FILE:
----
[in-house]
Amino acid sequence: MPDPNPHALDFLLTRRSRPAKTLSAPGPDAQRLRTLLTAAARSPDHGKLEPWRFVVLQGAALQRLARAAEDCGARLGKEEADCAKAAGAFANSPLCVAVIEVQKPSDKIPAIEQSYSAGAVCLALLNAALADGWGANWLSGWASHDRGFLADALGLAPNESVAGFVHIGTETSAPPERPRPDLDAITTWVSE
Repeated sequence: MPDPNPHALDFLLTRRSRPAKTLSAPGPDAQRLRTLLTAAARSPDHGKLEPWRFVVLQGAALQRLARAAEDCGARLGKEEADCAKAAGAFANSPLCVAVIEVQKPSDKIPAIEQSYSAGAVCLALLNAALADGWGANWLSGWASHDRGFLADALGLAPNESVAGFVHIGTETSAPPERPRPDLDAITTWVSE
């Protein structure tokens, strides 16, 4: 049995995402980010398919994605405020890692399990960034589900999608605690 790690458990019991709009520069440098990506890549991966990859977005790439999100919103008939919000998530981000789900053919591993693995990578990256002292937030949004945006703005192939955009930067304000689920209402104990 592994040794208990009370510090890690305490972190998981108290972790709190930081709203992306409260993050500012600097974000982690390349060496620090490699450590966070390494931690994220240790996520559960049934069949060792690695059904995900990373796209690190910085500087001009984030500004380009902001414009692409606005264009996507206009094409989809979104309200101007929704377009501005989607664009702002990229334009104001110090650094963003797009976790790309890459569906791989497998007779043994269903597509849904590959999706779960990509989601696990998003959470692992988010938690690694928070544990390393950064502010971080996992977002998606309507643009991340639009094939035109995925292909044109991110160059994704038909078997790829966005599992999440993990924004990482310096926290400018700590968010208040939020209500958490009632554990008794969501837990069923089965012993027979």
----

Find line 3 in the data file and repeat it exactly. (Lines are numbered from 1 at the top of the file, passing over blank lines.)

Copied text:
Repeated sequence: MPDPNPHALDFLLTRRSRPAKTLSAPGPDAQRLRTLLTAAARSPDHGKLEPWRFVVLQGAALQRLARAAEDCGARLGKEEADCAKAAGAFANSPLCVAVIEVQKPSDKIPAIEQSYSAGAVCLALLNAALADGWGANWLSGWASHDRGFLADALGLAPNESVAGFVHIGTETSAPPERPRPDLDAITTWVSE